Saturday, April 13, 2013

NPM: Homage to Calvin Spotswood

Gustave Doré

I first read this poem by Kate Daniels in The Best American Poetry 2008. It was originally published by storySouth, which keeps it posted on its website (along with three other pieces by Daniels), saving me the trouble of transcribing it from the anthology. Good thing I checked; I was just a hair away from transcribing this thing, all 120 lines of it. I like it that much.

(Because of the length of some of the lines, the text is in in Times New Roman rather than the usual disclamatory Courier New to preserve the poet's line breaks. Not important, but I'm mentioning it in case anyone was wondering.)

Homage to Calvin Spotswood
Kate Daniels (1953 -)

Because I couldn't bear to go back to the southside
of Richmond and the life I had led there—the blaring
televisions, the chained up hounds, the cigarettes hissing
in ceramic saucers, the not never's, I’m fixin' to's,
the ain'ts—because anything at all was better than that,
I took the job. The four bucks an hour, the zip-front,
teal-colored, polyester uniform, the hairnets and latex gloves,
the intimate odors of piss and sweat, the eight hour
nighttime shifts of vomitus and shit, of death and death,
and then more death. Each day, I pinned on the badge that assigned me
to hell: nurse’s aide on an oncology ward for terminal patients.

Calvin Spotswood was my first patient. His metal chart
proclaimed him: "Non-ambulatory, terminal C.A.." A Goner,
the docs called him, a non-compliant asshole they wheeled
like a dying plant, out of the sun, out of the way,
so he could wither and perish at his own speed distant from those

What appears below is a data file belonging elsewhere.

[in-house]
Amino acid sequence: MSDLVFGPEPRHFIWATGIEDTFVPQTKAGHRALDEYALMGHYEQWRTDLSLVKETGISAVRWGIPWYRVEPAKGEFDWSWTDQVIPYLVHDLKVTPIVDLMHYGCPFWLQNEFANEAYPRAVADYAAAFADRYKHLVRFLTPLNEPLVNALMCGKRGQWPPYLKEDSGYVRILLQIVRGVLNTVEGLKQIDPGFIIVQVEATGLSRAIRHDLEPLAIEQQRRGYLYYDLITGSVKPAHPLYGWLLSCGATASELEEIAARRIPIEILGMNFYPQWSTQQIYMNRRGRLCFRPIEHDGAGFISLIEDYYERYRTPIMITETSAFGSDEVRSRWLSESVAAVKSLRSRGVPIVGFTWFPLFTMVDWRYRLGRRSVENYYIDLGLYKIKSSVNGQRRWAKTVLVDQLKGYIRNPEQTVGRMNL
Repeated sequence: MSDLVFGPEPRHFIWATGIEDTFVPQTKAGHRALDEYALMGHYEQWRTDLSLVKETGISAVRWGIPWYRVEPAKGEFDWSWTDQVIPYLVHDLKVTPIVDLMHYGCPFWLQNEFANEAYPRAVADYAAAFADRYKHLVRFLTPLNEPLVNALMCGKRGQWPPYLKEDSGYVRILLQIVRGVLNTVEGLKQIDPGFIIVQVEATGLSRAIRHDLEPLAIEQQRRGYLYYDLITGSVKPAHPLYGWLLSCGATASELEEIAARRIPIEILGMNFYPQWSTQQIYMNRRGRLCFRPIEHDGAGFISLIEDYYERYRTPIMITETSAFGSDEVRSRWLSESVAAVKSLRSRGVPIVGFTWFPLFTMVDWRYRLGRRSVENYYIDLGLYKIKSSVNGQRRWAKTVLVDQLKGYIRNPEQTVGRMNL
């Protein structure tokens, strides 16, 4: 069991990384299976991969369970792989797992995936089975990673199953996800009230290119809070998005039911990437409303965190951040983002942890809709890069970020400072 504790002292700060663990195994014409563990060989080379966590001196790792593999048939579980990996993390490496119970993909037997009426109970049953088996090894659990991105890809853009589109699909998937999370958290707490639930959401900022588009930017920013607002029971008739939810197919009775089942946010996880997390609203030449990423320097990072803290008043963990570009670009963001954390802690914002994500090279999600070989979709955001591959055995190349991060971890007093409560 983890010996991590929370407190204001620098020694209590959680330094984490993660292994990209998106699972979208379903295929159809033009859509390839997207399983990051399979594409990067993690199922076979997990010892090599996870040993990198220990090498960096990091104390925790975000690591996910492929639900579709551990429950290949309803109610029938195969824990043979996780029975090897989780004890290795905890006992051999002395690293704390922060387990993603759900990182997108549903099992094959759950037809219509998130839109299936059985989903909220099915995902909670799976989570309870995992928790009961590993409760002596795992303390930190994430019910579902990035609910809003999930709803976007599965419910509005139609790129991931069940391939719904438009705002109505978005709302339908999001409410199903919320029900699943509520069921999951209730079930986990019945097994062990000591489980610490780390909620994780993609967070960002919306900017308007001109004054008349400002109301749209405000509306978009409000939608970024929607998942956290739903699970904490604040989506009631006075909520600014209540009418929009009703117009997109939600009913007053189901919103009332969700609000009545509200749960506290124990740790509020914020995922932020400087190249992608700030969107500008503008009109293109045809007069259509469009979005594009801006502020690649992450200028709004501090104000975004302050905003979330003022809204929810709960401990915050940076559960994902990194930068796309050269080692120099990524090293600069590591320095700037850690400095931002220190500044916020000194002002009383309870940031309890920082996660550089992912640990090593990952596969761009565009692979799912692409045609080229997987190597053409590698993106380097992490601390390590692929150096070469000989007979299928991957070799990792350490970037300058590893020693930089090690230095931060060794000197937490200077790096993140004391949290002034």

with a happier prognosis.
They parked him in a dim back room so he could go unheard
when pain peeled him down to his disappearing center.

Calvin had dropped down through a chute in the day to day,
and skidded in for a landing on the flaming shores
of Stage III colo-rectal cancer. Nightly, he cooked there,
flipping back and forth on the grainy, cloroxed sheets
like a grilling fish. Timidly at first, I bathed the hot grate
of his ribs with tepid water, the cloth I dipped
almost sizzling dry on his heaving chest. I hated the feel
of his skin, the intimacy of my hands on his body. I hated
the smell beneath his sheets, the odor of his mouth. I hated
to touch him—a dying man, a devil, trapped, alive, in hell.
                                                                                                                  I feel
uncomfortable now, because he was black, imagining
Calvin as Milton's Satan, as if I am demonizing him unfairly,
or engaging in a stereotype based on race. But I had read the poem
and I recognized immediately the one who was "hurled headlong flaming"

from the gates of heaven, and "chained" for infinity "on the burning lake"
of his hospital bed. Like Lucifier, Calvin
was a troublingly complex anti-hero
a horrible person in many ways, stubborn
and stupid, had abused his nurses and cursed the doctors,
refusing the colostomy that might have prolonged
or saved—his life.
He wouldn't be unmanned, he said, shitting in a bag. No f-ing way.
He said "f-ing," instead of the full blown word,
a kind of delicacy I found peculiar, and then endearing.

And though the tumor, inexorably, day by day, shut him down, he wouldn't pray,

or console himself in any of the usual ways. Each afternoon,
he turned away from the Pentacostal preacher who stood with his Bible
at the foot of his bed, and said his name kindly and asked to say
a prayer or lay his hands upon the burning body. No f-ing way.

The tumor grew until it bound itself into his stomach wall
Each move he made extracted a fiery arrow of flaming pain
from his rotten gut. And when the house staff figured
they had him beat, and organized a betting pool on how soon old Calvin
would entrust himself to the surgeon's knife so he could eat
again, he still declined, still whined for pussy, porno mags,

and chicken fried in bacon grease. A third year resident,
Harvard M.D., wrote an order for the supper Calvin thought
he craved: mashed potatoes and buttered bread, a chicken-battered,
deep-fried steak. Beaming, our man consumed it while his doctor lingered